To Friend or Not to Friend (Mark Zuckerburg): David Fincher's "The Social Network"
You know that pop song you hear once and have to hear over and over again, the one that two months later you never want to listen to again? There's that kind of music and then there are works like Miles Davis' "Kind of Blue," which was like elevator music to me on first listen. It took five more goes, listening the whole way through, before it even began to register. Ten years later and it is my favourite album of all time.
I preface with that not because you need to watch The Social Network five times to understand it's good, nor does jazz music have anything to do with it, but I'm going to argue that you may want to consider giving the film a second viewing. Truly. I think it's got that much packed in. Cause you couple David Fincher's talent as a director pressing his immense brain against that of a screenwriter of Aaron Sorkin's (creator of TV's The West Wing) abilities and have the two of them come up with a story about the guy who started the biggest internet phenomenon since Google - you get a pretty potent mix and a lot to take in one shot.
If I may pause for a split sentence and state -the obvious - that this is not just a movie about technology; as Fincher said in a press conference, they aren't trying to make The Net part II.
I can't know what I'll think of The Social Network in ten years, but I can say I'm pretty excited as I type these words.Whatever Oscar thinks (and it will) this flick's got legs. At least I certainly hope it does. Why? Because I. Cannot. Stop. Thinking. About. It.
A lot of us knew it that first time we saw Fight Club (1999), that first time David Fincher made our jaws drop open - from the opening visuals against the Dust Brothers jarring and perfect score to the recognition that it was a gun that we were seeing and that it was in Edward Norton's mouth, but so much more so when Fincher had the camera drop some thirty storeys through the building to the basement so we could see the plastique, the explosives - explode. We knew we'd stumbled on something as exciting as Radiohead's Ok Computer or Haruki Murakami's The Wind-Up Bird Chronicle. I also have to say that it was David Fincher that has forever poisoned me when I'm on an airplane. Norton's Narrator in Fight Club imagining his plane being crashed into by another is one of the most visually arresting - albeit disturbing - moments I've seen since A Clockwork Orange, and that's only one of how many visually mind-blowing moments in what was Fincher's fourth film. But beyond the sheer riveting and visually arresting and often terrifying entertainments that were Se7en (1995) and The Game (1997) you could tell with Fight Club that Fincher was a thinker. With Zodiac (2007) you got an unparalleled depth of thought, but what you also got, in the care with which the director would light a room (Kubrick, anyone?), or the unbelievable attention to detail in the gorgeous design of that 1970s San Fransisco Chronicle newsroom, not to mention the prettiest yet most ominous opening for a film I'd seen in years (destroyed Donovan's "Hurdy Gurdy Man" for me forever), you could tell the guy was an artist.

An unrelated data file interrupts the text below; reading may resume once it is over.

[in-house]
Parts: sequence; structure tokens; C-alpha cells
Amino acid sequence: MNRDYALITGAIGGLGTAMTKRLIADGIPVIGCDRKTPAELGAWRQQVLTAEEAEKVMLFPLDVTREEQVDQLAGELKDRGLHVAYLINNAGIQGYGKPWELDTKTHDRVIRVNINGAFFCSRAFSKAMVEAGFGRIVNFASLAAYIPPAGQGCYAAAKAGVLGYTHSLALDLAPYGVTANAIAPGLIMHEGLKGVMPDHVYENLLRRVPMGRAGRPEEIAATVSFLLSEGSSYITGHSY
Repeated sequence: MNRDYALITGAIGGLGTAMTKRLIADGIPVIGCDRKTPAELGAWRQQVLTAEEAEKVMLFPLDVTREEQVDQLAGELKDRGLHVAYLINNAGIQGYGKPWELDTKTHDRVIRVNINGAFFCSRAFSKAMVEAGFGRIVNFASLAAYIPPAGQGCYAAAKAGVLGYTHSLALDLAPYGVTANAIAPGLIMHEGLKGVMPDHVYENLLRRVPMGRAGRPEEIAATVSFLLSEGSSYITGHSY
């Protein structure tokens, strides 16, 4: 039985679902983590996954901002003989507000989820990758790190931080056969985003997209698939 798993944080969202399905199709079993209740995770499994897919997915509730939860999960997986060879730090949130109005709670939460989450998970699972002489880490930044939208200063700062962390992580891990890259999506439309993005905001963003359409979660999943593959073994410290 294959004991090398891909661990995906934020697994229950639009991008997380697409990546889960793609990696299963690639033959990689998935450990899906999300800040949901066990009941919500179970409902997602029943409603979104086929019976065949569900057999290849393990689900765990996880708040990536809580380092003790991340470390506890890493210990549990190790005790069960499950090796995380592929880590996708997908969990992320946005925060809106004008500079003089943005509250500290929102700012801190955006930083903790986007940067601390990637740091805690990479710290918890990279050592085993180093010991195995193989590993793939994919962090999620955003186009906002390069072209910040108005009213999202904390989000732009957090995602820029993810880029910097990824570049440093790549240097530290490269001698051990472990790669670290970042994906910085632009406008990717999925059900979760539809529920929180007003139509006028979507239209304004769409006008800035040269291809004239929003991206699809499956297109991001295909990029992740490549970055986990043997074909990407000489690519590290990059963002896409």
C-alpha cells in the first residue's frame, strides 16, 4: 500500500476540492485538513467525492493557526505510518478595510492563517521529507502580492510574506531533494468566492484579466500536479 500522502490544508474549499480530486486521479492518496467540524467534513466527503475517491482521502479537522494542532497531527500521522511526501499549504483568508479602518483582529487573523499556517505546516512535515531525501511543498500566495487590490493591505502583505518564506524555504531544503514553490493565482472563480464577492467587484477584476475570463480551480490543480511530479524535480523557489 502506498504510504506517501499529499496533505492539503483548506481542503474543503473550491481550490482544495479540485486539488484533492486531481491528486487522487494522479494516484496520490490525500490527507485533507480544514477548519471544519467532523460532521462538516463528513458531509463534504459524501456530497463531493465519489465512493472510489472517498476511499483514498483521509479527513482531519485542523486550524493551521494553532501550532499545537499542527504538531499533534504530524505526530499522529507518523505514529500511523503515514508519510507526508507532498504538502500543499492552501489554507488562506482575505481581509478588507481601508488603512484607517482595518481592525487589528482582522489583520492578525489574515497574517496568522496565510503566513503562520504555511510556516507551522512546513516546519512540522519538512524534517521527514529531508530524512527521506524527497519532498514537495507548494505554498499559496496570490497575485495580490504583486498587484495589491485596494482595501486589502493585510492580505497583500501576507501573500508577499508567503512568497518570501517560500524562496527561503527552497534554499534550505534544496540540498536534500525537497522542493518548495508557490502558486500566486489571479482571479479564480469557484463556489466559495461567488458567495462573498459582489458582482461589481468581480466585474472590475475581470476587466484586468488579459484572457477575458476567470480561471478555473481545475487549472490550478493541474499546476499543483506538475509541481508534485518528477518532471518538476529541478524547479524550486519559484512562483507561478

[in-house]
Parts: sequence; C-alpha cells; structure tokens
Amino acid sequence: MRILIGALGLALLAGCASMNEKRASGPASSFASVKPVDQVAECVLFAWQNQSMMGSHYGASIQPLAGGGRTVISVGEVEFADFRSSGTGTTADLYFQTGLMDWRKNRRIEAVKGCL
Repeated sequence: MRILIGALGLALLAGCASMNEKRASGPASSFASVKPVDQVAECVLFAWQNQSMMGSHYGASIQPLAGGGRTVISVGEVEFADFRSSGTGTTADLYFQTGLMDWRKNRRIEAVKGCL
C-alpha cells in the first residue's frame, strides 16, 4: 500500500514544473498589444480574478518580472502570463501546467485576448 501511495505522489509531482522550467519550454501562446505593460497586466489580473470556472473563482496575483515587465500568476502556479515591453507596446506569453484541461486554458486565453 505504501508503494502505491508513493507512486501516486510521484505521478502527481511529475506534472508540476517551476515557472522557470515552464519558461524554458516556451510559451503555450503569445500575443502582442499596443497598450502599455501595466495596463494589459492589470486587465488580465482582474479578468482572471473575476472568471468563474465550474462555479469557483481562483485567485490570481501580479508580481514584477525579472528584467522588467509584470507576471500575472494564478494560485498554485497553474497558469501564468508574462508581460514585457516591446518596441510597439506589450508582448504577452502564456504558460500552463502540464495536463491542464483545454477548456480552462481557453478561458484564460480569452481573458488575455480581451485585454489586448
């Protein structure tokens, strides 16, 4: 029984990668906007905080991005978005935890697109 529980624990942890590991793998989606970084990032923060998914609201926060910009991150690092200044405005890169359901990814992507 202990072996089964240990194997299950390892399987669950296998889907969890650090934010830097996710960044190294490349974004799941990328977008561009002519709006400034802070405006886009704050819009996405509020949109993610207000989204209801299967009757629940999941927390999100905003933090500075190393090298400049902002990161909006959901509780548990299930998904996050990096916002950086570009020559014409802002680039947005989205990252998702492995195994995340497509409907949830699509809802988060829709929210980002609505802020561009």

When Fincher cast Robert Downey Jr., Mark Ruffalo and Chloe Sevigny in Zodiac we understood he knew something about acting. Having the balls to cast such a young bunch of actors in The Social Network, many of whom I'd never seen or heard of (Andrew Garfield?) and pulling the performances out of them that he does .... phew! Thing a beauty, boy. Thing. A. Beauty.
I like pop as much as the next kid. Believe me (says the bloke who saw the latest Karate Kid in theatres this summer, and enjoyed it!). There are those movies that are zippy amusement park thrill rides (which I love) and those movies that have depth (which I love). And then there are those movies that do both. I think Fincher's latest is a masterpiece because it is so funny and so beautifully - and subtly - constructed. Love Fight Club as I did, this is a different Fincher, a more mature Fincher. Three movies later and a Fincher movie is nearing the levels of a Kubrick film; "One of his movies is like ten of someone else's," as Scorsese put it in a documentary about the late master filmmaker.
Nearing fifty, and with quite the resume now, Fincher no longer needs to resort to visual gimmicks at every turn to keep us tuned in. Perhaps that's why one viewing of the film isn't enough. I say this because I didn't initially come out with quite the high you expect from a great big movie. But I suspect I know why. I find the more formulaic the picture the greater the chance of getting that instant high feeling. It was the utter familiarity of Avatar's story arch that made it such a fun ride to follow and that gave us that quick-jolt, easy lift after. When, however, you see something as original as The Social Network, the high can take a bit of time to hit. Or, in my case, can require a second viewing.
What got me going back was the way the film stayed with me. I went back because of the movie's powerful ideas, for its [Aaron Sorkin's] whip-smart dialogue, for its heartbreaking characters, for its Shakespearean themes (but more on Will later).
There's a famous notion in the financial world ... that I'll tell you about in the Part II, when I complete my minor dissertation on The Social Network. The Hamlet reference will make sense by then too. Promise.Oh and those ideas I keep referring to, I'll mention those too. The word ambition will come up, that it is the theme of our time - this blogging tweeting fame-hungry generation of ours. The thrills and spills of our ambitions. And those of a nerdy guy named Mark. But less about him and more about me. I have a blog. I am special. So very special ...